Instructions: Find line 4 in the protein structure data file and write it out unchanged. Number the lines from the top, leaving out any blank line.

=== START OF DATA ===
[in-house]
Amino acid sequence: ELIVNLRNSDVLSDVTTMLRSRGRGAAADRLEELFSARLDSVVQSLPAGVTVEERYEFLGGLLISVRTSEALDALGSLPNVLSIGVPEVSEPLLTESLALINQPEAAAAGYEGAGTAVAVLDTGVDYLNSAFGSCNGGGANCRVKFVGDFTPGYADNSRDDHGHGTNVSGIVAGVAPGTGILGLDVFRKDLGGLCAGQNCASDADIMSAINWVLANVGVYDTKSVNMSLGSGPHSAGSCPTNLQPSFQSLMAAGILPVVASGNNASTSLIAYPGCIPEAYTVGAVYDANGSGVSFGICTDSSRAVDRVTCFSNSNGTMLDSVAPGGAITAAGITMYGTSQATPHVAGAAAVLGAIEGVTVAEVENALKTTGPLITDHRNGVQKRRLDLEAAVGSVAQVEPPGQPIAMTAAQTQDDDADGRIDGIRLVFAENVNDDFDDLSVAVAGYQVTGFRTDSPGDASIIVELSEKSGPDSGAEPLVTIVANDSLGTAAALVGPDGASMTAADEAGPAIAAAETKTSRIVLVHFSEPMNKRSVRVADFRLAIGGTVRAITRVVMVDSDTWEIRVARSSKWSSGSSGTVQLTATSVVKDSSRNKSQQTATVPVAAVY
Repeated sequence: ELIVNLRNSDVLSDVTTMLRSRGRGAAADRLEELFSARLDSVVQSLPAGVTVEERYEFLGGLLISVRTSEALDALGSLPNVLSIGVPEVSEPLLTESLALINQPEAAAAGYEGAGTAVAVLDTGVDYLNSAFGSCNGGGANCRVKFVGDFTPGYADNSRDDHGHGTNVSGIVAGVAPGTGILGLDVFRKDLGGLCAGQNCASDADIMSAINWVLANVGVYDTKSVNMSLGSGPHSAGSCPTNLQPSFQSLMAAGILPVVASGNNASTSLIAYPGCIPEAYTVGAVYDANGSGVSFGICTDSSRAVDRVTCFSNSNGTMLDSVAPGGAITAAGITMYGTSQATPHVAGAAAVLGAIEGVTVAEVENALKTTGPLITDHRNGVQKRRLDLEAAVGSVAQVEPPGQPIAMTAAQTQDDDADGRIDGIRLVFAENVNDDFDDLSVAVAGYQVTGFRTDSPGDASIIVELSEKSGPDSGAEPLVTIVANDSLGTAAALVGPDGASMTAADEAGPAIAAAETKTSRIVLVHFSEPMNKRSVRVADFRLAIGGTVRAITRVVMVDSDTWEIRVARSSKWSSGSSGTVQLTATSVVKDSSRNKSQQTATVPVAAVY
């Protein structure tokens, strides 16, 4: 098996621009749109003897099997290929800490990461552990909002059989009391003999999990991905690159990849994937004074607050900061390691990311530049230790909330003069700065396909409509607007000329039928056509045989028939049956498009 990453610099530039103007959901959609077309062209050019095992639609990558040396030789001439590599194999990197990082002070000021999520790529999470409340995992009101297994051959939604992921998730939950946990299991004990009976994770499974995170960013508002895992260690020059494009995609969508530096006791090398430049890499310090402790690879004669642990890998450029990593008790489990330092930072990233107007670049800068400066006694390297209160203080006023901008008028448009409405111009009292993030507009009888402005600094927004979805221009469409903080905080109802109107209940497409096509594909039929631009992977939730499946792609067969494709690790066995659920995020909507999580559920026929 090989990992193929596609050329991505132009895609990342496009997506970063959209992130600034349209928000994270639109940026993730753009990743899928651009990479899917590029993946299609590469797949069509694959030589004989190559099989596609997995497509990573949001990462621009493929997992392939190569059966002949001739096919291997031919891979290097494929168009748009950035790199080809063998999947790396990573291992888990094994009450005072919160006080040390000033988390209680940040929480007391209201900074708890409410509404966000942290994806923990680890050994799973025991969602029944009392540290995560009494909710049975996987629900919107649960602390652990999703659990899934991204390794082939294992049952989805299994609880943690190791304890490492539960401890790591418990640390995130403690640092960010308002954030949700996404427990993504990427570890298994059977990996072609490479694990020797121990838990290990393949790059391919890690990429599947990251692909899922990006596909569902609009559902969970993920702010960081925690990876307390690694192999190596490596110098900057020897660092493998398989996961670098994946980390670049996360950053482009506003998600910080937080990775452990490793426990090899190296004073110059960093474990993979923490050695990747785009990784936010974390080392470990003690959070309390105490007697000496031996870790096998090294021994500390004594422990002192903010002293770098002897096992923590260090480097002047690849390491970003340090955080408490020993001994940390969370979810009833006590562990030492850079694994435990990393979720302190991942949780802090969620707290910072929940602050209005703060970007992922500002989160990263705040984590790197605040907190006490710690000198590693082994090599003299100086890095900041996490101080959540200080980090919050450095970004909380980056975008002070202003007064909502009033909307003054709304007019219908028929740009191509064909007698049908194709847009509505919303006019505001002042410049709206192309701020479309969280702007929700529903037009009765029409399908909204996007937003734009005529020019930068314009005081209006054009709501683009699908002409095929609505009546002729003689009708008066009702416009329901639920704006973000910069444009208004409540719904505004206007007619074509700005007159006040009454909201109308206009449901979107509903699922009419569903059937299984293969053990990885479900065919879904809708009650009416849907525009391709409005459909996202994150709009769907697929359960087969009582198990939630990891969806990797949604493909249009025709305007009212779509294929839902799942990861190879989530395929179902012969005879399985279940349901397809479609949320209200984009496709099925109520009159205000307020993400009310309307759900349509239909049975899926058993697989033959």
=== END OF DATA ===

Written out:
């Protein structure tokens, strides 16, 4: 098996621009749109003897099997290929800490990461552990909002059989009391003999999990991905690159990849994937004074607050900061390691990311530049230790909330003069700065396909409509607007000329039928056509045989028939049956498009 990453610099530039103007959901959609077309062209050019095992639609990558040396030789001439590599194999990197990082002070000021999520790529999470409340995992009101297994051959939604992921998730939950946990299991004990009976994770499974995170960013508002895992260690020059494009995609969508530096006791090398430049890499310090402790690879004669642990890998450029990593008790489990330092930072990233107007670049800068400066006694390297209160203080006023901008008028448009409405111009009292993030507009009888402005600094927004979805221009469409903080905080109802109107209940497409096509594909039929631009992977939730499946792609067969494709690790066995659920995020909507999580559920026929 090989990992193929596609050329991505132009895609990342496009997506970063959209992130600034349209928000994270639109940026993730753009990743899928651009990479899917590029993946299609590469797949069509694959030589004989190559099989596609997995497509990573949001990462621009493929997992392939190569059966002949001739096919291997031919891979290097494929168009748009950035790199080809063998999947790396990573291992888990094994009450005072919160006080040390000033988390209680940040929480007391209201900074708890409410509404966000942290994806923990680890050994799973025991969602029944009392540290995560009494909710049975996987629900919107649960602390652990999703659990899934991204390794082939294992049952989805299994609880943690190791304890490492539960401890790591418990640390995130403690640092960010308002954030949700996404427990993504990427570890298994059977990996072609490479694990020797121990838990290990393949790059391919890690990429599947990251692909899922990006596909569902609009559902969970993920702010960081925690990876307390690694192999190596490596110098900057020897660092493998398989996961670098994946980390670049996360950053482009506003998600910080937080990775452990490793426990090899190296004073110059960093474990993979923490050695990747785009990784936010974390080392470990003690959070309390105490007697000496031996870790096998090294021994500390004594422990002192903010002293770098002897096992923590260090480097002047690849390491970003340090955080408490020993001994940390969370979810009833006590562990030492850079694994435990990393979720302190991942949780802090969620707290910072929940602050209005703060970007992922500002989160990263705040984590790197605040907190006490710690000198590693082994090599003299100086890095900041996490101080959540200080980090919050450095970004909380980056975008002070202003007064909502009033909307003054709304007019219908028929740009191509064909007698049908194709847009509505919303006019505001002042410049709206192309701020479309969280702007929700529903037009009765029409399908909204996007937003734009005529020019930068314009005081209006054009709501683009699908002409095929609505009546002729003689009708008066009702416009329901639920704006973000910069444009208004409540719904505004206007007619074509700005007159006040009454909201109308206009449901979107509903699922009419569903059937299984293969053990990885479900065919879904809708009650009416849907525009391709409005459909996202994150709009769907697929359960087969009582198990939630990891969806990797949604493909249009025709305007009212779509294929839902799942990861190879989530395929179902012969005879399985279940349901397809479609949320209200984009496709099925109520009159205000307020993400009310309307759900349509239909049975899926058993697989033959």